By the way, a small side effect of the addition of the 3D Camera Tracker is that the Tracker panel in After Effects has received a slight (and welcome) overhaul, making it clearer if you’re applying the traditional point tracker or stabilizer, the new Warp Stabilizer, or the 3D Camera Tracker.
Track in mocha
Clip courtesy Kevin Dole
While on the subject of tracking, we should mention that Imagineer Systems’ mocha AE is still bundled with After Effects, and is better integrated as well. Instead of launching a separate application, you now select the footage to be tracked inside an After Effects composition, and choose the new menu command Animation > Track in mocha AE. mocha AE will honor the layer’s In and Out trim points, as well as the frame rate, field order, and pixel aspect ratio from After Effects, making the process more fluid and less error-prone. Note, however, that you still need to manually copy and paste the tracked data from mocha back into After Effects.
The one downside of this new scheme is that mocha AE can’t be launched on its own any more – including by Mathias Möhl’s excellent MochaImport+ add-on for After Effects. Hopefully the complications this presents will be resolved in the not too distant future.
Rolling Shutter Repair
The image on the left is a slow pan shot with a Canon 5D mkII, which has a CMOS sensor: Note how the building and its posts are leaning to the right, even with this slow movement. The image on the right is after Rolling Shutter Repair.
An outgrowth of the Dynamic Media Advanced Product Development Group’s work on Warp Stabilizer and 3D Camera Tracker is a new Rolling Shutter Repair effect in After Effects CS6. This simple effect strives to remove some of the “jello cam” effect we’ve come to know and love hate in footage shot with CMOS sensor cameras such as DSLRs. We’ve found it to be very effective on some shots, such as camera pans and wobbly hand-held shots where there is not a lot of conflicting motion (one object moving one way, and another object moving a different direction). It is somewhat less successful on shots with conflicting motion, such as car drivebys where the road and background is stationary, and the car is moving: It has trouble determining which pixels to unwarp and which to leave alone, even when set to Pixel Motion mode with maximum Pixel Motion Detail. Sometimes, reality is just hard. But it’s a welcome addition, helping to straighten out many shots before you attempt to composite in new non-jelloed layers.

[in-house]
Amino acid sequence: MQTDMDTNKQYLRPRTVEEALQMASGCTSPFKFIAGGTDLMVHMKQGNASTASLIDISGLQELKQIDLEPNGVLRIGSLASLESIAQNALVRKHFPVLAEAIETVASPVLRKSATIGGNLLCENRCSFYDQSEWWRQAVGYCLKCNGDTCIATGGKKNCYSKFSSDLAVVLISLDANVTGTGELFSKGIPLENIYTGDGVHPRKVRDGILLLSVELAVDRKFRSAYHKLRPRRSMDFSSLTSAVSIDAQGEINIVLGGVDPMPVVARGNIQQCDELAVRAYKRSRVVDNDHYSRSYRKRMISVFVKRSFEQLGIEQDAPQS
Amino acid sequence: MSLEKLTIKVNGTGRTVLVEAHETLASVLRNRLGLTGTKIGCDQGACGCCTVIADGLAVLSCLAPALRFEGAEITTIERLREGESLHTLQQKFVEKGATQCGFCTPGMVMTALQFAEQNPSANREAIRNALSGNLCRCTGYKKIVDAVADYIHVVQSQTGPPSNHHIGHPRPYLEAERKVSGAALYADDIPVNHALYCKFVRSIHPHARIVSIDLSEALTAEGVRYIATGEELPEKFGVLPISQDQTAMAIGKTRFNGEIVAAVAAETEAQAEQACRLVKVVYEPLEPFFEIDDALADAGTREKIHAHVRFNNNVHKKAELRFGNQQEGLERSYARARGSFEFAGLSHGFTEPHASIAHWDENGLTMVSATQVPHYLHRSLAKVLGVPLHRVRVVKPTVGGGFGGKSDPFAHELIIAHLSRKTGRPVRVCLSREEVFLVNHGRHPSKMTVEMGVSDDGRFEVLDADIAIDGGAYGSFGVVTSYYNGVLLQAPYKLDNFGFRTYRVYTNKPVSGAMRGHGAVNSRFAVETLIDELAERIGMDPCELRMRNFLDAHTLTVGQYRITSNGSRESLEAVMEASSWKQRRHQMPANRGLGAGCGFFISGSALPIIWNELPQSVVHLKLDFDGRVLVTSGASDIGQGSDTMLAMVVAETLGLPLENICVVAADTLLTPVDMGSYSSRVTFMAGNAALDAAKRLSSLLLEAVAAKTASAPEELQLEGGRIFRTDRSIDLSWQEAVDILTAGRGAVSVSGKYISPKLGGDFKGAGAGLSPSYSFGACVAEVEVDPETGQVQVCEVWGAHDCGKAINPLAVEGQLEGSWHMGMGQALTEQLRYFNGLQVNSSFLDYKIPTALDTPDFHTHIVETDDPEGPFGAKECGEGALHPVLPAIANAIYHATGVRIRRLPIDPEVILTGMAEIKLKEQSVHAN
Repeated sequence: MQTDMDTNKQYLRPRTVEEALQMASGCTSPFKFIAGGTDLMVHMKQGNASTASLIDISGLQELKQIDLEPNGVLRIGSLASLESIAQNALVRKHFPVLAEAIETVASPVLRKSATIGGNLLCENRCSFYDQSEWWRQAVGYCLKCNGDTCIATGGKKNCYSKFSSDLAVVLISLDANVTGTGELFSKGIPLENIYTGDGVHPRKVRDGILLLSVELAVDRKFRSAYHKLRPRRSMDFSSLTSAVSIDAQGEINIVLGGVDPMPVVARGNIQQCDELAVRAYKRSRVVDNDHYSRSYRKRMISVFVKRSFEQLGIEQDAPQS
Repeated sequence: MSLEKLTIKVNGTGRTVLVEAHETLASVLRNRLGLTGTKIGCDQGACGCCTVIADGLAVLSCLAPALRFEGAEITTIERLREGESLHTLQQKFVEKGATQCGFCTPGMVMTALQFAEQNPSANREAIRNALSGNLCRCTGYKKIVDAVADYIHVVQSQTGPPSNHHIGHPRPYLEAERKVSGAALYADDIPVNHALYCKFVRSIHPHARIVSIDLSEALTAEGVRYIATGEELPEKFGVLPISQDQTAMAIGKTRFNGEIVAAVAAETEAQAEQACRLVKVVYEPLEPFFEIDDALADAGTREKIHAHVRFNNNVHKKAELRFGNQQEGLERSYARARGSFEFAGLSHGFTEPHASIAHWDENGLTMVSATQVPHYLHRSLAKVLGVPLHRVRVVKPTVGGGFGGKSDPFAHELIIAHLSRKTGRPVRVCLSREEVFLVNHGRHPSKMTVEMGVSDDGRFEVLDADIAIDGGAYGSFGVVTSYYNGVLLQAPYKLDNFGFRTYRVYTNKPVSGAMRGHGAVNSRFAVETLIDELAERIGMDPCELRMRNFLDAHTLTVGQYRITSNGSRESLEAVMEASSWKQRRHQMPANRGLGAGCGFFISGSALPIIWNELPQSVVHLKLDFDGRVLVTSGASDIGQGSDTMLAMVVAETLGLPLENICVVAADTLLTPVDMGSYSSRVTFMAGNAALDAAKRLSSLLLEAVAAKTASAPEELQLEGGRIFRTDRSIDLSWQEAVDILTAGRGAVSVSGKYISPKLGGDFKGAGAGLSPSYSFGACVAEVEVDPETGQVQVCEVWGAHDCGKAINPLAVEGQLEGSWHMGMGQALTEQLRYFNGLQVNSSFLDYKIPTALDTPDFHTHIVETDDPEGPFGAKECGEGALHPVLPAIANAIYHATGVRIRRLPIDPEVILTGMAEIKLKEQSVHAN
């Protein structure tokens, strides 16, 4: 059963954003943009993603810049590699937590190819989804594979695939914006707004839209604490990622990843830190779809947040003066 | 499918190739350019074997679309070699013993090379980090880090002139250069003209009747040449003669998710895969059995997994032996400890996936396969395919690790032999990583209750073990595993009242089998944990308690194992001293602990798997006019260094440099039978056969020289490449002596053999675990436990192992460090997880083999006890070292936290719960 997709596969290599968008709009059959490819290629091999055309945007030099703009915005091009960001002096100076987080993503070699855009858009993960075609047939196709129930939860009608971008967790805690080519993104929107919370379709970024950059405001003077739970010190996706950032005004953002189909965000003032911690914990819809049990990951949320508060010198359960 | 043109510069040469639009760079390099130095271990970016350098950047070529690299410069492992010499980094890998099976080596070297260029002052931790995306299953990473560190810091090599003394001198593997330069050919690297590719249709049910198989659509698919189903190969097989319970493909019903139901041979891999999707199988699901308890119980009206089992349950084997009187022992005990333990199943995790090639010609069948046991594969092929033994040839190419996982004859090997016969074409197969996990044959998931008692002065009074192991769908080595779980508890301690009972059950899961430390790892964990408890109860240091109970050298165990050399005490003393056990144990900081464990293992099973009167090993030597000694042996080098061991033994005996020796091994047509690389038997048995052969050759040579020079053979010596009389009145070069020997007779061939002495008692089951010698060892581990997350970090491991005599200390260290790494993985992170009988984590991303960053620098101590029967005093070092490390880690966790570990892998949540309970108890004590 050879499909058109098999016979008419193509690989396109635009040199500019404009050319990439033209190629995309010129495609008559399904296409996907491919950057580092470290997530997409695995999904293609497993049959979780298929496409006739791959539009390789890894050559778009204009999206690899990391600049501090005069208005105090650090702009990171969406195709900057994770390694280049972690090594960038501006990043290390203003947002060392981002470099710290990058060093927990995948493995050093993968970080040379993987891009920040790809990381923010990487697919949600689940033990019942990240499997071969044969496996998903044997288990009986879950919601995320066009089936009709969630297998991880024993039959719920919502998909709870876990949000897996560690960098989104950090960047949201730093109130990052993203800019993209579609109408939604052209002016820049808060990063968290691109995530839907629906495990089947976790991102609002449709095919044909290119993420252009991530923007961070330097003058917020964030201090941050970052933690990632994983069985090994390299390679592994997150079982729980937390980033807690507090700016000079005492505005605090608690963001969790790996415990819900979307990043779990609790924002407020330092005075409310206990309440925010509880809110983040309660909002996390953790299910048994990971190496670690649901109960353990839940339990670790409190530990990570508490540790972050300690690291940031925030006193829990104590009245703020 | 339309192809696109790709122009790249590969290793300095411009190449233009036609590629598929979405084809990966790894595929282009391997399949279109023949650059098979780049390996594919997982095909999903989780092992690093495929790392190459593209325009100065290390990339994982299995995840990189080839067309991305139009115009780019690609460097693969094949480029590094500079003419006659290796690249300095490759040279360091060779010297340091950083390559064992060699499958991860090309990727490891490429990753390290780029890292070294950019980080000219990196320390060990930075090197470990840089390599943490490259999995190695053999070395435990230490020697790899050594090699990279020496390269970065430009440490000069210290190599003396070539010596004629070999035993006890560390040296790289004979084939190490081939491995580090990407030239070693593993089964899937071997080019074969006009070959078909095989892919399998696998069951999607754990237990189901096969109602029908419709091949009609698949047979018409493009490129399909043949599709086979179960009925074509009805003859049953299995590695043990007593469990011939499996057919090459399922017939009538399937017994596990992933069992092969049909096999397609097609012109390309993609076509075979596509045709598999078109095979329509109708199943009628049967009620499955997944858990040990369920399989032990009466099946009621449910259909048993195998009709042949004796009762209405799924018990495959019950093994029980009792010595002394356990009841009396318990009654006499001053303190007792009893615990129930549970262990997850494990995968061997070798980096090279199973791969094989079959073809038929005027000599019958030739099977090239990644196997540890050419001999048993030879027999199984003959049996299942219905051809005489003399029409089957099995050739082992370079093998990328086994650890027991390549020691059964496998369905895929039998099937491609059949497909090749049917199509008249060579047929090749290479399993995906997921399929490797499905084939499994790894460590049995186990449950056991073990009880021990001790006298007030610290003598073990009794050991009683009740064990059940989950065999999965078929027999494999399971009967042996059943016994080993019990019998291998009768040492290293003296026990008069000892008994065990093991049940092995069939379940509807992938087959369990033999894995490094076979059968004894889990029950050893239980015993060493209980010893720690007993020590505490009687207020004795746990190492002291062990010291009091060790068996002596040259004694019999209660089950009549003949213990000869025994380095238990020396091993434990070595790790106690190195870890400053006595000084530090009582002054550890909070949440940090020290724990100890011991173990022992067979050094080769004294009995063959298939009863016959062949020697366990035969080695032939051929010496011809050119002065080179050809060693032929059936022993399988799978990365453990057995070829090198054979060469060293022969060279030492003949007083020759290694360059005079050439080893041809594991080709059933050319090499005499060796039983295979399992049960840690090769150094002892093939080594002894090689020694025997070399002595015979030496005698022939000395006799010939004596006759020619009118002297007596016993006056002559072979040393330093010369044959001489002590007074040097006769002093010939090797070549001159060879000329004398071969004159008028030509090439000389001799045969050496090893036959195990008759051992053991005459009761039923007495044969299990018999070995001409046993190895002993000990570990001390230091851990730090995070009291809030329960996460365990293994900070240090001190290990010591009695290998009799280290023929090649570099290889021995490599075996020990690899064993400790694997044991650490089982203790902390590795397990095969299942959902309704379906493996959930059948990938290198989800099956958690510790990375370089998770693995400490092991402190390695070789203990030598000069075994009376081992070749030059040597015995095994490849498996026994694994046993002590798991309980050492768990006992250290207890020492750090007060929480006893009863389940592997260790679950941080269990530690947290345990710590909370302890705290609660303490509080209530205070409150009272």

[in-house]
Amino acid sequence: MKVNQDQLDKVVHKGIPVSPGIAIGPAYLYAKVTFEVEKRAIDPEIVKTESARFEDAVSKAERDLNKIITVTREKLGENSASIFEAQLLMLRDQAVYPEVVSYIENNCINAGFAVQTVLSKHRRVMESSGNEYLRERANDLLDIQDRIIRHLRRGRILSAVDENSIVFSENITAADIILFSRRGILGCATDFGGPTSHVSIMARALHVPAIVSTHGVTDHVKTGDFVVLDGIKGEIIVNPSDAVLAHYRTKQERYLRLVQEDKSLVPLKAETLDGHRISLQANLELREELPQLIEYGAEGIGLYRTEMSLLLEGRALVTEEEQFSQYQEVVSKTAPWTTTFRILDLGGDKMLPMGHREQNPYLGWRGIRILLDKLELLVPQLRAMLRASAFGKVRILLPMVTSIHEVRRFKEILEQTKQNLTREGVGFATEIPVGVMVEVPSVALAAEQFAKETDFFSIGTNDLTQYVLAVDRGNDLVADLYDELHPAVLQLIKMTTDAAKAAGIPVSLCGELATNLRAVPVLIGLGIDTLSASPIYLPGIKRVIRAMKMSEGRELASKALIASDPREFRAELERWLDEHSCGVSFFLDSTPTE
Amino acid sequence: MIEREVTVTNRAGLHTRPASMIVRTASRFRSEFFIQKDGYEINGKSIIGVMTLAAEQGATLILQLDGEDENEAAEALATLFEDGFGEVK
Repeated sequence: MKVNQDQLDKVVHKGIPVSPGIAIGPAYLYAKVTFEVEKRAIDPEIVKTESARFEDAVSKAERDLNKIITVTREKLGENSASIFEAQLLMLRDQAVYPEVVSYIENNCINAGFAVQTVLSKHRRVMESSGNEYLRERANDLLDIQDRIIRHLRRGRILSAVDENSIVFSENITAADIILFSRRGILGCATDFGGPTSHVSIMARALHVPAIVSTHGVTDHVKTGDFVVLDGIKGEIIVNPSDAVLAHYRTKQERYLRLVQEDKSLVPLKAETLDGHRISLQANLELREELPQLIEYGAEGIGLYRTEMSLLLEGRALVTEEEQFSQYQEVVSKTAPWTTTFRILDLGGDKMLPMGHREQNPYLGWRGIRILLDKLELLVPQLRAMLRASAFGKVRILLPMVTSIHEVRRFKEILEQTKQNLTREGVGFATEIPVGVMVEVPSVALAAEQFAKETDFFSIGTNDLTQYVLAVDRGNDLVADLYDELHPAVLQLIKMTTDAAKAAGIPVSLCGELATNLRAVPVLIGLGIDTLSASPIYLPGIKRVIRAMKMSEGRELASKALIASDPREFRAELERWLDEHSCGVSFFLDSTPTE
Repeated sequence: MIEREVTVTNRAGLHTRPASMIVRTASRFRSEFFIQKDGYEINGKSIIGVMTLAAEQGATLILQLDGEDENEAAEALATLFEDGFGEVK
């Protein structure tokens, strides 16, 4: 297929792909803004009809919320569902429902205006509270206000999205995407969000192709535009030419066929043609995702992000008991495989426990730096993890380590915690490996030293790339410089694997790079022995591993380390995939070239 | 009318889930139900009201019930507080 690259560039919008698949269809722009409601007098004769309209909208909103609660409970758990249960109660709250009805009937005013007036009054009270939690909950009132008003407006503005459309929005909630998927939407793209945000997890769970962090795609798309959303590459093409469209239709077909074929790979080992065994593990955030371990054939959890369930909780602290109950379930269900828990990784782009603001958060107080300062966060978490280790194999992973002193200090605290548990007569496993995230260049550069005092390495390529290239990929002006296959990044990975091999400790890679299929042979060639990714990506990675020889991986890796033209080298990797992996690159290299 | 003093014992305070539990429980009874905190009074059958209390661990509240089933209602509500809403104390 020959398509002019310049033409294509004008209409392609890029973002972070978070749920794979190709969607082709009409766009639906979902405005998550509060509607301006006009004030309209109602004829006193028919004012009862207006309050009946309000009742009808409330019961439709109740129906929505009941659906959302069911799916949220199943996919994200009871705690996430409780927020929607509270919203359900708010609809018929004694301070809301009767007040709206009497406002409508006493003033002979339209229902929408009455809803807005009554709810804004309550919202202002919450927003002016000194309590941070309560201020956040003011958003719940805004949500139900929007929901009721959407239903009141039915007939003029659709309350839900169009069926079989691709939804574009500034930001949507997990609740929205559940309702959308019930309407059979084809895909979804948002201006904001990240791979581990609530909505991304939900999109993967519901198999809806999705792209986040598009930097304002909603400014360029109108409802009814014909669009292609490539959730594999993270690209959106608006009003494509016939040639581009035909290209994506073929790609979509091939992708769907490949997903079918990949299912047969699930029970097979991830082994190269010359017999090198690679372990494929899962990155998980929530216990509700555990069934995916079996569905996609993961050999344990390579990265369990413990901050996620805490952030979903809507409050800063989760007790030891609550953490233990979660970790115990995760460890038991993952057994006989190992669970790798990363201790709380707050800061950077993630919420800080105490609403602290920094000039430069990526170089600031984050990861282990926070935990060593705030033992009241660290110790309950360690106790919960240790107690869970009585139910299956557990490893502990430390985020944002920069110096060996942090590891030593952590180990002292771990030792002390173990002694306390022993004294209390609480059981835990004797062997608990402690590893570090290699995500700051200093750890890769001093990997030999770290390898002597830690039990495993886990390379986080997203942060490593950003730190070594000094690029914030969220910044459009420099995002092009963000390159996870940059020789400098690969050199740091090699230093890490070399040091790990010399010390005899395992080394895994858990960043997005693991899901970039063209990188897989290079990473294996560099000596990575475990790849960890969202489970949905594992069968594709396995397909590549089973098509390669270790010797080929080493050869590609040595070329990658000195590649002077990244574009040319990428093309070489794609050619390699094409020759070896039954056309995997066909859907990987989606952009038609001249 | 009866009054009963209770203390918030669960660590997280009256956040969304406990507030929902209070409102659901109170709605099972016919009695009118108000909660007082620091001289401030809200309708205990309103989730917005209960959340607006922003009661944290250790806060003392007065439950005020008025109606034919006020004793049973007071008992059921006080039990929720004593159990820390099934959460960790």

Variable Mask Feathering
Clip LM111 courtesy Artbeats.com
A long-requested feature in After Effects has been the ability to change the size of the feather around a mask shape. That wish has finally been granted in After Effects CS6 with a new Mask Feather tool. You can add as many feather points as you like around a mask outline – they don’t have to be aligned with normal mask verticies – and drag them either in or out (but not both at the same point). Similar to the way Auto Bezier mask points work, you don’t have explicit Bezier handles for the feather outline; instead, you Option (Alt) drag a mask feather point to alter the “tension” of the feather outline around that point. As shown above, you can also right-click a mask feather point to bring up additional options including the Radius (similar in operation to a brush size) and Corner Angle for each feather point.
A Layer > Mask option also allows you to set the Feather Falloff. A Linear falloff in opacity creates the optical illusion of a hard edge where the feathered falloff begins; the default setting of Smooth has an S-shaped falloff curve, which has fewer artifacts. This can be set per Mask Path, so make sure you select the desired mask before trying to get the menu command to work.